What Can You Do To Build Friendship In Your Marriage?

PrintOne of the great romances in the Bible is pictured for us in the Old Testament book of the Song of Solomon. King Solomon and his Shulamite wife had a relationship that many married couples would love to enjoy. What was at the core of this romantic relationship? The Shulamite revealed one of the key ingredients. She declared concerning her husband, "This is my beloved, and this is my friend" (Song 5:16). Friendship was clearly at the foundation of their marital relationship and the driving force behind their romance.

 You may be asking, “How can I build this type of friendship with my spouse? Are there specific things I can do that will promote friendship? How can I become a better friend to my marriage partner?” As you read the following pages, examine your relationship and determine where you need to make some adjustments so that you and your spouse might become the best of friends.

1. Be a friend. Solomon gave one of the simplest and wisest bits of counsel on the subject of friendship when he said, “A friend loves at all times” (Prov. 17:17). Love is more than a feeling or an emotion; it is an action that you take. It is commitment. Love always acts in a friendly manner toward others. True friendship is created and maintained by the practical action of love. Are you showing this quality of friendship to your spouse, or are you critical, independent, or resentful? The way you are behaving toward your mate will have a lot to do with how he or she will respond. The Bible declares “Whatever a man sows, that he will also reap” (Gal. 6:7). Consequently, you must first consider your own actions to determine if you are being a good friend or not. Jesus also taught this principle of friendship when He said, “Whatever you want men to do to you, do also to them...” (Matt. 7:12). Therefore, what are you doing to show your partner that you want to be a friend?

In order to be fair to those of you who are trying with all your heart to be a good friend to your spouse I’d like to say this: there are some people who are so hard-hearted that they will resist all attempts to show them love. Remember, Jesus came as a friend to His own people and they rejected His love and eventually crucified Him. Therefore, don’t think it strange if your friendship is rejected at times. Just be sure that you are not the unfriendly one and that you are reaching out in friendship to your mate on a regular basis. If you are then rejected, your conscience will be clear because you have tried.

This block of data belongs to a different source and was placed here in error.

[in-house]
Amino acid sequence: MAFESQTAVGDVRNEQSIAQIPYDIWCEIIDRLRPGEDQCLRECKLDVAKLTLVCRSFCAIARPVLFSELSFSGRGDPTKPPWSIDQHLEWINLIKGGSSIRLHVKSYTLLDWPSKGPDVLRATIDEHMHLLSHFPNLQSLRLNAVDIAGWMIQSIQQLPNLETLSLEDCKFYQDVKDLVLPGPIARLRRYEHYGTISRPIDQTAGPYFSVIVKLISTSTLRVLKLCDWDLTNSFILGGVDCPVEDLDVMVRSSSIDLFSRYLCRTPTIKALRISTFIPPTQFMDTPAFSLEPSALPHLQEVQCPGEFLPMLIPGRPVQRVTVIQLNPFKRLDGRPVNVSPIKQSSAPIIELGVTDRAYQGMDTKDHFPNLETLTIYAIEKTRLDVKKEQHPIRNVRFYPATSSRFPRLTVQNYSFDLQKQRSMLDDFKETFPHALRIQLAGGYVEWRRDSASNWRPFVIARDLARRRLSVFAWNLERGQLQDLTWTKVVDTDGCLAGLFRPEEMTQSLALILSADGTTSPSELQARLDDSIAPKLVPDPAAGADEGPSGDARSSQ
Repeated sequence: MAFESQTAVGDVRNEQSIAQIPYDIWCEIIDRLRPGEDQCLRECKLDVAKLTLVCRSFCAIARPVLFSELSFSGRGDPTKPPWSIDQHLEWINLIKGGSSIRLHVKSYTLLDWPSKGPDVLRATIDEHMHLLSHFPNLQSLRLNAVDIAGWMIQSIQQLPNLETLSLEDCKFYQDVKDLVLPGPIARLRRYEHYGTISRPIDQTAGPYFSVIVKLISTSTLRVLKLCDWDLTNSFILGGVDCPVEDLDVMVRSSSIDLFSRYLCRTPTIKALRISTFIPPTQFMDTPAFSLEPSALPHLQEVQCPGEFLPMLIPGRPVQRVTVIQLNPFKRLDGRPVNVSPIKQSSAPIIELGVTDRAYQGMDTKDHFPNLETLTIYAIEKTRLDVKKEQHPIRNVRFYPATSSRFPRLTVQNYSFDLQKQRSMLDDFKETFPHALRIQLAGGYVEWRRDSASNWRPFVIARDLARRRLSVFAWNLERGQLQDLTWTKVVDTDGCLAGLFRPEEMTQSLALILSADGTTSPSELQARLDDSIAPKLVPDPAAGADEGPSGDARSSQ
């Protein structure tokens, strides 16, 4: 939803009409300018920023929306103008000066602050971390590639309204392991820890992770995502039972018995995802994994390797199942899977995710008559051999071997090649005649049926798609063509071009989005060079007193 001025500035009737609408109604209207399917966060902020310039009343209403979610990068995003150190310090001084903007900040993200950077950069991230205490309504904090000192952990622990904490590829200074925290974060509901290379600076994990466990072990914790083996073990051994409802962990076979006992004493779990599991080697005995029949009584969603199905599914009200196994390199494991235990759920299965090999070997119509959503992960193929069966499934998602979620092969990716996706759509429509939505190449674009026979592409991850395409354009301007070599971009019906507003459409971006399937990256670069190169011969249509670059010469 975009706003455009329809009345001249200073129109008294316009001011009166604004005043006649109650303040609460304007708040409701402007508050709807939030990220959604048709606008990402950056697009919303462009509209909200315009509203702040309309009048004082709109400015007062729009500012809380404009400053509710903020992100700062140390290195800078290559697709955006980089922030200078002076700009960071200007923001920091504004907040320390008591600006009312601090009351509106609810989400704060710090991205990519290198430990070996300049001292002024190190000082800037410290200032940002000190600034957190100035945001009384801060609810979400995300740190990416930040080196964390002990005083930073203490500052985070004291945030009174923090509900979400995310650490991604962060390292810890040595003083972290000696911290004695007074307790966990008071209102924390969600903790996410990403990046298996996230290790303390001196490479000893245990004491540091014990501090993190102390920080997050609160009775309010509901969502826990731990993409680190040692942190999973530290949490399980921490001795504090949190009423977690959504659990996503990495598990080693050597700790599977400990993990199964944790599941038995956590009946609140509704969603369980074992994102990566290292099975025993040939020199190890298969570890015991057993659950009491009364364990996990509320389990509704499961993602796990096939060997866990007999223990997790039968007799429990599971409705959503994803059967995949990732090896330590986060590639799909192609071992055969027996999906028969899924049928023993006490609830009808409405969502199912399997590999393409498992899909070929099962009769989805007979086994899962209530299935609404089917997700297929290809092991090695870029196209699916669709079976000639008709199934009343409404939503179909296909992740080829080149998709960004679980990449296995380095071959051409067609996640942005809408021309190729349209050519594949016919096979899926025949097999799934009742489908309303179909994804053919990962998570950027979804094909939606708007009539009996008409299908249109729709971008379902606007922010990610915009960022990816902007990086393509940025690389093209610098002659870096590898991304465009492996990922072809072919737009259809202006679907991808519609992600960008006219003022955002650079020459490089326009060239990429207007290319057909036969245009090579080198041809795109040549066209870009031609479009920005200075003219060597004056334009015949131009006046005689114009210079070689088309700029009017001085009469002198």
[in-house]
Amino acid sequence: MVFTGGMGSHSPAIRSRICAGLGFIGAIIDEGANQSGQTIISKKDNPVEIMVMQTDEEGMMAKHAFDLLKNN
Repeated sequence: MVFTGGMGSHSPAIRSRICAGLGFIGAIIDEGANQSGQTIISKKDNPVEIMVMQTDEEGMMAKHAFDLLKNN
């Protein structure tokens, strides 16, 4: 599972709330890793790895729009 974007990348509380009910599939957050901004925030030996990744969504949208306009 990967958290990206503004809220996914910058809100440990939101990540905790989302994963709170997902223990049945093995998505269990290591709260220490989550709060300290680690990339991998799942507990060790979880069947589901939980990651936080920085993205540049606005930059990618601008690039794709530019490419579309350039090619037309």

2. Spend time together communicating on a daily basis. One of the characteristics of true friendship is that friends talk a lot together. They usually spend a lot of time with one another. Friends enjoy just being with each other and sharing the things that they have in common. They can laugh together, comfort one another, and confide in each other their hopes and fears. When is the last time you sat down with your spouse over a cup of coffee and discussed how you really felt about your job, your church, your ministry, or your relationship with Christ? There is tremendous joy to be found in communicating about the things that matter most to you. Why not take the time to get off alone, just the two of you, and share a meal together where this depth of fellowship might occur.   Solomon’s wife described this joy of communication when she said to her husband, “Let me see your countenance, let me hear your voice; for your voice is sweet, and your countenance is lovely” (Song 2:14). Solomon, as well, was quite verbally expressive to his wife (4:1-15; 6:4-10; 7:1-9). To experience the friendship and romance that this couple possessed, you must spend the time to communicate.

Jesus strongly believed that communication was essential for friendship with His disciples: “No longer do I call you servants, for a servant does not know what his master is doing; but I have called you friends, for all things that I heard from My Father I have made known to you” (John 15:15). He had more than a master-slave relationship with His disciples; it was a relationship of love and friendship. Yes, we are His servants, but we are more than that. We are His friends. Jesus called the disciples His friends because He had made known all things to them. All that He had heard from His Father He had communicated to them. In other words, He considered real friends worth talking to about all the things on His heart.  

The opposite is also true. The less you talk to a friend, the more distant your relationship grows. Think of friends that have moved away and you have failed to keep in contact with them. What happens? The distance in miles translates into a distance in relationship. The only way to bridge this distance is by writing and calling them, and the friendship continues.